Or at least in the Democratic Party that used to be. The one which exists now is largely run by wild extremists when it comes to abortion. Have you noticed how it is the one issue on which they agree, and are willing to defend most aggressively? Consider that most of progressive Europe has an abortion policy which restricts it with exceptions somewhere around weeks 12-16 of pregnancy. If a US pro-lifer proposed Europe’s abortion policies, those who run the current Democratic Party would describe it as anti-choice, a refusal to trust women, a product of right-wing extremism—and also with adjectives one shouldn’t use in polite company.…
It is totally worth working with a party which sees the need for abortion to be broadly legal though with common sense restrictions. A party which at least acknowledges that abortion is a tragedy and that we ought to take steps both on the supply and demand side to lower the number of abortions. At one point that party existed. It exists no longer. I could not in good conscience continue to work on behalf of a party which considered the mass killing of our most vulnerable children a right to promote without any restrictions or any sense that it is less than a social good.
CWR: Pope Francis has been very vocal against abortion, stating that “no human being can ever be incompatible with life” and that every child is “a gift that changes the history of a family…and this child needs to be welcomed, loved, and cared for.” Where do you see inconsistent applications—on the right or the left—of Pope Francis’ admonitions against a “throwaway culture”?
Camosy: It is so interesting that his hardcore stance against abortion rarely gets coverage from either the left of the right. It might be worth thinking for a moment about why that is. Pope Francis is consistent in applying his critique of throwaway culture—abortion is a preeminent issue for him, but he doesn’t back down from focusing on issues traditionally thought of as “on the left” as well: climate change, immigrants and refugees, the death penalty, poverty, war, and more. But he’s also very clear about how throwaway culture works in euthanasia and in a sexual culture which (sometimes quite literally) uses other people and throws them away. In short, he has a deeply Catholic vision of the good.
Given my views in support of Francis’ Catholic vision, I could never support the current version of the Republican Party, so I found myself looking around for other options. I landed on the American Solidarity Party. … We need to break up the stranglehold both parties have on electoral politics at the moment. There was will be a “most important election of our lifetimes” every four years for the foreseeable future. Especially at this time of political realignment, the parties need to know that we won’t dance to their tune every four years.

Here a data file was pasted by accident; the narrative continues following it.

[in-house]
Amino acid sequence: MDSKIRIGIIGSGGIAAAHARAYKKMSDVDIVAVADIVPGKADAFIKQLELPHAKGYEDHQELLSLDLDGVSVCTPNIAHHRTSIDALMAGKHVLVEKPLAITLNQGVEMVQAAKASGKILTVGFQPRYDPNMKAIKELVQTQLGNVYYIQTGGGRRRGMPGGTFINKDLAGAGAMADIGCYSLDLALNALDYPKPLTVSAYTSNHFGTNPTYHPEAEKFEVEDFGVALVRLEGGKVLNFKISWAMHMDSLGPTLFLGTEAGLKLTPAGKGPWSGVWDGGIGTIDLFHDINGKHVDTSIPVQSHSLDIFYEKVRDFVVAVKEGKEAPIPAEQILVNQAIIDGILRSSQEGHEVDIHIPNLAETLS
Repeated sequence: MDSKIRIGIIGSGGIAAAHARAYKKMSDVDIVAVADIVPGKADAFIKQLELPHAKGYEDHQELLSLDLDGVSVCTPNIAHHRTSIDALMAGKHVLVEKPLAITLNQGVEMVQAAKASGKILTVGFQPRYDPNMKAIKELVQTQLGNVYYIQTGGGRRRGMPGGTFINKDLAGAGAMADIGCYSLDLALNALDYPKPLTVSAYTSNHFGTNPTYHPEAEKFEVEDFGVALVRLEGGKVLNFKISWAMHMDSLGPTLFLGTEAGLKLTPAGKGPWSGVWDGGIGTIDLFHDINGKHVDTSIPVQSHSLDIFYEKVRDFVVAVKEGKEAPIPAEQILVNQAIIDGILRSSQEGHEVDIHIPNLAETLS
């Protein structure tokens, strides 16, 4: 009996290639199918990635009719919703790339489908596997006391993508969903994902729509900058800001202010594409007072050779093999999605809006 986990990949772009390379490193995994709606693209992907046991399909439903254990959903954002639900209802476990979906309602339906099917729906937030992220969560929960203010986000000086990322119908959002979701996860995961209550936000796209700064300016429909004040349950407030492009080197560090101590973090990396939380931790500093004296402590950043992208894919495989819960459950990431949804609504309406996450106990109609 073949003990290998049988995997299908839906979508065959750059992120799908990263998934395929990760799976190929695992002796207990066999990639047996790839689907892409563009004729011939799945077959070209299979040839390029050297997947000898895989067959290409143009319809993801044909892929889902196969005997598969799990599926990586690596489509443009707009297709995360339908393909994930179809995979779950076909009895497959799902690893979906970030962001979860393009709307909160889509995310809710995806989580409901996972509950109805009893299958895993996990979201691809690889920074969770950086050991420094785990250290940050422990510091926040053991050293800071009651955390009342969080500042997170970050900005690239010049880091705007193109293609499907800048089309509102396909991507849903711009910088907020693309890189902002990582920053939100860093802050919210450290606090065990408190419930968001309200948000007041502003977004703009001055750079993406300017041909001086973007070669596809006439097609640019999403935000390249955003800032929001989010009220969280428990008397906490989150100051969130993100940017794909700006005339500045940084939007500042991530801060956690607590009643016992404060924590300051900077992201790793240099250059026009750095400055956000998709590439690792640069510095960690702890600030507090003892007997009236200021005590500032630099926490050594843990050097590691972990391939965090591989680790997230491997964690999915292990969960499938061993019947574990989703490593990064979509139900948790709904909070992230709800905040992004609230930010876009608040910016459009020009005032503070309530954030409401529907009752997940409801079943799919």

CWR: What is next for you?
Camosy: I’m working on another book. This one is diving deep into how, precisely, we’ve undermined fundamental human equality as a culture over the last 50 years or so. And as a result of my research, I fear that I can see a trajectory where the next major human population to lose their fundamental equality will be human beings with late-stage dementia. Especially given the large numbers of people entering their 60s, 70s, and 80s over the next 20 years, by all accounts we are going find many millions more human beings in this situation.
Will our culture face that crisis firm in the belief that they are the equals of human beings without dementia? If the past is any guide, I fear that the answer is no. Especially since we’ve rejected the idea that being human is good enough. One must be a human with a certain level of rationality, consciousness, and autonomy. So I’m writing the book to tell a historical story, but also to sound a warning about the horrific place we will end up if we don’t challenge our current cultural trajectory.
Editor’s note: CWR publishes interviews and other articles deemed of interest to Catholic readers and others. As a tax-exempt, church-affiliated publication, CWR does not support or oppose particular political candidates or parties, although it reserves the right to address, in a non-partisan way, issues touching on Catholic social teaching for the ongoing religious and moral education of its readers. The views expressed are solely those of the authors.